The best way to talk about your hearing loss
Disclosing your hearing loss and suggesting an option to accommodate your needs may be the best way to first introduce your hearing loss to others, according to a new study.
Researchers at Massachusetts Eye and Ear surveyed 337 patients with hearing loss to better understand the language they use with communication partners to disclose their disability. The study found that people with hearing loss often talk about it in three ways: basic disclosure, nondisclosure and multipurpose disclosure.
- basic disclosure, to describe those who disclose that they have hearing loss and perhaps also share details about their condition.
- Example: I’m partially deaf due to an infection I had years ago.
- nondisclosure, to describe those who do not disclose their hearing loss and/or use phrases that normal hearing people may use;
- Example: I can’t hear you. Please speak up.
- multipurpose disclosure, to describe those who disclose hearing loss and also suggest an accommodation strategy;
- Example: I don’t hear as well out of my right ear. Please walk on my left side.
While individuals had different ways of talking about their hearing loss, researchers suggest the multipurpose disclosure method is the best way to avoid isolation in social situations.
“We think it can be empowering for patients to know that these strategies, and especially the multipurpose disclosure strategy, are available to them,” said senior author Konstantina M. Stankovic, M.D., Ph.D., FACS, an otologic surgeon and researcher at Mass. Eye and Ear and an associate professor of otolaryngology at Harvard Medical School.
“Hearing loss is an invisible disability; however, asking people to slow down or face someone with hearing loss while speaking may improve communication.”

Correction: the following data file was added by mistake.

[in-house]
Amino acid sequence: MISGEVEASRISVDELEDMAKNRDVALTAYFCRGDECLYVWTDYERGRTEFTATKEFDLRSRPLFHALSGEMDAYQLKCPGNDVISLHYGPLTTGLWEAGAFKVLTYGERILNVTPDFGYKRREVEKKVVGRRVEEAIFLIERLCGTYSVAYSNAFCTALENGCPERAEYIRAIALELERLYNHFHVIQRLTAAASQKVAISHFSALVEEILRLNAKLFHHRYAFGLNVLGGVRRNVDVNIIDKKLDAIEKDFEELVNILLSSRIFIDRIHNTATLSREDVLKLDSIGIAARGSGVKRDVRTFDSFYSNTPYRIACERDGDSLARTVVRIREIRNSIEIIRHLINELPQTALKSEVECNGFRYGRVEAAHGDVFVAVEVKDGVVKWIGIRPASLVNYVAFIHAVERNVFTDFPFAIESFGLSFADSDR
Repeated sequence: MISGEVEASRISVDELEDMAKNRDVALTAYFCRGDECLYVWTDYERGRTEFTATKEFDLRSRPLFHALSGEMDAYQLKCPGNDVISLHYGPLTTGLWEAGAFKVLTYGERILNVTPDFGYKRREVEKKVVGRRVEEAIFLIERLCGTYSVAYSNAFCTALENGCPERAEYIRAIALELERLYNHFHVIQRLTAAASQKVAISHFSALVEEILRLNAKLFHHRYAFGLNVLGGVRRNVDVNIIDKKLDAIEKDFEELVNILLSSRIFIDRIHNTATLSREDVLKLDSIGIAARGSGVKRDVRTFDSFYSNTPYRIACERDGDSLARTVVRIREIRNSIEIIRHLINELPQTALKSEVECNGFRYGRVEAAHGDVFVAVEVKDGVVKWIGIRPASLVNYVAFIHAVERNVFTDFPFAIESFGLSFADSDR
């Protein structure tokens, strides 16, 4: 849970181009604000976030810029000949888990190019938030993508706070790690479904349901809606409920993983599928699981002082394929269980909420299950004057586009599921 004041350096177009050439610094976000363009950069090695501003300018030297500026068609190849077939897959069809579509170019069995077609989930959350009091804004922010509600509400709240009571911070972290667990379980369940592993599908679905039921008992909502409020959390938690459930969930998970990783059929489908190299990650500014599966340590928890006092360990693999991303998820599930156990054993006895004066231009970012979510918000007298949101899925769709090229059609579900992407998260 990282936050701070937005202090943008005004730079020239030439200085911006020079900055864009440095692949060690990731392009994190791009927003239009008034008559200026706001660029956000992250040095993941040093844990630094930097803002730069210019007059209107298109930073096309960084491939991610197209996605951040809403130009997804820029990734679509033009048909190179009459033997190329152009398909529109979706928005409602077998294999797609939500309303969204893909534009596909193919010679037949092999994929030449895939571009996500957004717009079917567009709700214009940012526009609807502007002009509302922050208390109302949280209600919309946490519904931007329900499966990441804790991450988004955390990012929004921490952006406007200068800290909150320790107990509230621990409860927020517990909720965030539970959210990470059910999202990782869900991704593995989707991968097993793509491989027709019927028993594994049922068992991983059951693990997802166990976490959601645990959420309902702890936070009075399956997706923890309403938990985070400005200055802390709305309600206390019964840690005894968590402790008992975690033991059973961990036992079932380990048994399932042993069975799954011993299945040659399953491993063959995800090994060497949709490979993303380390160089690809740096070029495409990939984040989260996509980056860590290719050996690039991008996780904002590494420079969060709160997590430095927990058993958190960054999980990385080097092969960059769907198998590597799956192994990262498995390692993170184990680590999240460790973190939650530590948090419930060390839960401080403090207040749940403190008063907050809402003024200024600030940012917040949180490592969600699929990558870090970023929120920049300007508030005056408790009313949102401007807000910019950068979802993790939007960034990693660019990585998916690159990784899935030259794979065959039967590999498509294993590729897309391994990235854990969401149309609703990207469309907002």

The researchers are using the findings to develop a resource guide to help health care providers better prepare their patients for social situations.
- Shorten the Gap
In loud environments with lots of background noise, like a family get-together, move closer to narrow the space between you and the person with hearing loss. Conversations across the room, or from one room to another, are difficult for everyone, and almost impossible for someone with hearing loss.
- Attention, Please
Get your friend or family member’s attention by using her name, or lightly tapping her shoulder. Wait until you’ve established eye contact before starting to talk.
Speak clearly and maintain eye contact with the person who has hearing loss, because lip-reading and visual cues from your facial expressions help provide context and comprehension.
- Limit the Distractions
Televisions, vacuum cleaners, loud music, and other noise can cover what you’re saying, making it even more difficult for someone with hearing loss to distinguish your voice from the noise. Keep the conversation clear by turning off or moving away from loud distractions.
- No Need to Shout
Speak naturally, in your normal voice. Speaking more clearly and slowly can help those with hearing loss understand what you’re saying.
- Know Your Audience
Hearing and understanding require focus and can take a lot of energy — for anyone. Someone with hearing loss, however, has to work even harder to follow a conversation, particularly in a group of people. Simply understanding this will help you be a better conversational partner.
- Practice Patience
Be aware that when someone is first learning how to use a hearing aid, it requires a great deal of concentration. Be patient and, if necessary, take a break for a little down time; you can pick up the conversation again later.